All of a sudden, I saw the numbers going up–quickly–on my blog readership. I realized that tons of people were searching for things like “cucumber trellis” and “twine trellis for pickles” and things like that. It was rapidly becoming my most popular post in terms of random Web searches. I called the man responsible for that post (dad-the handiest of the handymen) and told him. He didn’t say much, but I could tell that he was proud.
I also realized I still haven’t posted our (ha – I say “our”) green bean trellis how-to, which is working out quite nicely I might add. But…if I find the bug who is treating my bean leaves like a free all-you-can-eat-buffet, he or she is going down.
If you are just getting around to planting your green beans, or the seeds have sprouted and the plants are looking for a place to grow on, we’ve…um…my dad has just the thing for you.
This trellis is meant to be placed in a spot where it can lean against something. My yard is small and I have to use my space wisely. Leaning a trellis up to this large white fence seemed to be the most efficient idea. If you have more room, you can build two of these and tie them together at the top to create a sortof A frame.
Start with branches. You’ll want them to be as tall as you (maybe a bit taller). The beans need lots of room to grow. My trellis is actually more like 9 feet or so, which means I will either need a step (or one of the Celtics) to pick the beans at the top.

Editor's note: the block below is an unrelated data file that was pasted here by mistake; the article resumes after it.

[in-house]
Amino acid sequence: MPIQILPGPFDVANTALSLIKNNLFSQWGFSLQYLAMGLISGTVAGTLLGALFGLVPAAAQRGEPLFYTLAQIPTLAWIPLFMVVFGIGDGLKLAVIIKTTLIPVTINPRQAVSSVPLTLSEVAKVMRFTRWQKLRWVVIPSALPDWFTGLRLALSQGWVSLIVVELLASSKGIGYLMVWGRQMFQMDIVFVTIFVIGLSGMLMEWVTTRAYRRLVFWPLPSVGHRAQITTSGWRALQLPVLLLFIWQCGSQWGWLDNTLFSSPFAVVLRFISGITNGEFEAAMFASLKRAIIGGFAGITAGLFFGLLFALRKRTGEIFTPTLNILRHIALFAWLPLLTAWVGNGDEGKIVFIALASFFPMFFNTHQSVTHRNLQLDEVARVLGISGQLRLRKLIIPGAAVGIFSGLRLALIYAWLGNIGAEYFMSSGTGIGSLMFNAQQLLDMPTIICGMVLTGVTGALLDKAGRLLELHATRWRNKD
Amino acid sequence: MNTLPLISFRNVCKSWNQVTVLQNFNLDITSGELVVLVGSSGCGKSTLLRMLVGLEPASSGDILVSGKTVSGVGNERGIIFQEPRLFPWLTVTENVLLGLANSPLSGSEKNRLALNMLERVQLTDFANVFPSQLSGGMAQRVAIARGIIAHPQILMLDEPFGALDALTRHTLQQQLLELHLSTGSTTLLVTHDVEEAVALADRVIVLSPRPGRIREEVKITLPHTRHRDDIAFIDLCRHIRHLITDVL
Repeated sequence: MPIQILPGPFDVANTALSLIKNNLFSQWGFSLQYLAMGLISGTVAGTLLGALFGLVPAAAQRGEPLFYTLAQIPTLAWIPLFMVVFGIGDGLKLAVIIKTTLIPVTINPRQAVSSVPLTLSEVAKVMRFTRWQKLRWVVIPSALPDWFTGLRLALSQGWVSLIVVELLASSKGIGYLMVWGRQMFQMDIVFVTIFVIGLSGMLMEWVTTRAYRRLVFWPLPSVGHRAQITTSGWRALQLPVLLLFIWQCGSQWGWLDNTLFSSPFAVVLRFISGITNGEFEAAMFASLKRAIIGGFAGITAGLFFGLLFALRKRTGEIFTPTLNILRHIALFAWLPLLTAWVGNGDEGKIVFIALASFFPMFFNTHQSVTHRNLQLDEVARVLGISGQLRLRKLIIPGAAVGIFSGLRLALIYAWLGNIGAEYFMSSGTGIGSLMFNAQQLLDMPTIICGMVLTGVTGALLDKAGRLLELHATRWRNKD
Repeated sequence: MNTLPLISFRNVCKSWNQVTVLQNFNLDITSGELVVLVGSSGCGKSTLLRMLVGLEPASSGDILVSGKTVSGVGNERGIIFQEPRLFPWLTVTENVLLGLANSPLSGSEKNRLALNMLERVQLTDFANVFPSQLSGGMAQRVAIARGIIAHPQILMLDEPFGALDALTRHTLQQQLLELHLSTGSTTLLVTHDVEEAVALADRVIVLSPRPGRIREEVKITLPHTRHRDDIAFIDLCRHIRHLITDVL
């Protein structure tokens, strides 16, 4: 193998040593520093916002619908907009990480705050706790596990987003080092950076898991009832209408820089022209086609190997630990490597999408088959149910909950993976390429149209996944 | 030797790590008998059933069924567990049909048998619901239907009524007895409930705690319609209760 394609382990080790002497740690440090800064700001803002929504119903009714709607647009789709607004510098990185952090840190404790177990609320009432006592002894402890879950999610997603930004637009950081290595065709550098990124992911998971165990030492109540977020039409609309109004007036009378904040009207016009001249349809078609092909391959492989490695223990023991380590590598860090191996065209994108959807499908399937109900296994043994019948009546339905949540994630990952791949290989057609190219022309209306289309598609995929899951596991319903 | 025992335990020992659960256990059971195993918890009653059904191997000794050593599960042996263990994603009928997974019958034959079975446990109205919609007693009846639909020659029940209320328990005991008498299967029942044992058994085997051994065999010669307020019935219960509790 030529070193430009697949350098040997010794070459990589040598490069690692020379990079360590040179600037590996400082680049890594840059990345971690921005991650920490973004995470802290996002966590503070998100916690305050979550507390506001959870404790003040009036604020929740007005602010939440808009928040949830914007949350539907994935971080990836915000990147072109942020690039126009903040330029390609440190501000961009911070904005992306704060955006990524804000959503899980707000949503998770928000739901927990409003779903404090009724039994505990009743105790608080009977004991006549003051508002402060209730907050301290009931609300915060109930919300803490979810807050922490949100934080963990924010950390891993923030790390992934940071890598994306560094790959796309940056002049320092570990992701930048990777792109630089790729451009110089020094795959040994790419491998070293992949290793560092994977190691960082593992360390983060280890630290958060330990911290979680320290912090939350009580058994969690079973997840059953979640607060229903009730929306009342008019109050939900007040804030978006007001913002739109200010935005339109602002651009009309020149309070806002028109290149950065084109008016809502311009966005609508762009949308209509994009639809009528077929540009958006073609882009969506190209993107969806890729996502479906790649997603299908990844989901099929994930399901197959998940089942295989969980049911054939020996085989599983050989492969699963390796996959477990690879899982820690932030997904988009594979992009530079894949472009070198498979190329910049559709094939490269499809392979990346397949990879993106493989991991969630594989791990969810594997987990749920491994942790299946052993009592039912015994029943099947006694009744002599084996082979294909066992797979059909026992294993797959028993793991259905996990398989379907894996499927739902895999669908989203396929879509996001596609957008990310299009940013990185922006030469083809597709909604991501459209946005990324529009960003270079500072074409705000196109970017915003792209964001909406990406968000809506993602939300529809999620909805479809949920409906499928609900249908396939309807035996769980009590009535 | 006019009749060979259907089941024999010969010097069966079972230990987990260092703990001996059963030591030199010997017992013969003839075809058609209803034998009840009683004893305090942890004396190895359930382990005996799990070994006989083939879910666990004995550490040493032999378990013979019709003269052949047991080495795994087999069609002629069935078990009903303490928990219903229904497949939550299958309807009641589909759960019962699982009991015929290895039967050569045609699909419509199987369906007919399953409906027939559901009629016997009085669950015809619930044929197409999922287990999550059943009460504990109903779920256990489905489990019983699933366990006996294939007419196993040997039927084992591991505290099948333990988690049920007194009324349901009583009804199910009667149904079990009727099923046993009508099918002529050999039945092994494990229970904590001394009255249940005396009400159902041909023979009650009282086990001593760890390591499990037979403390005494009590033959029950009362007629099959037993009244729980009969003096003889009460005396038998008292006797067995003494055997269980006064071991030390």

Step 1: Lay your framework/branches out on the ground. It doesn’t have to be perfect, but try to make the spacing as even as possible.
Step 2: Start with a slip knot at each corner with a long tail. Then wrap twine around each corner in a figure 8. Tie the end to the long tail in a square knot. A square knot holds twine very well.
Step 3: After you’ve tied the four corners, follow suit with the branches in the middle.
Step 4: When your foundation is complete, start to run the twine from the bottom to the top using square knots on each end. Be sure to tie your knot tightly, as if you were wrapping a present. You don’t want any slack on the string. Also be sure to wrap the twine around each branch securely as you go up.
Step 5: Lean the trellis up against your support (wall, fence, etc.). Voila!
Plant your climbing bean plants at the bottom of each string. As they start to grow, train them up the strings.
In just a few short weeks, look how much they’ve grown!
Even more exciting–I discovered flower blossoms today that will one day become delicious, healthy string beans.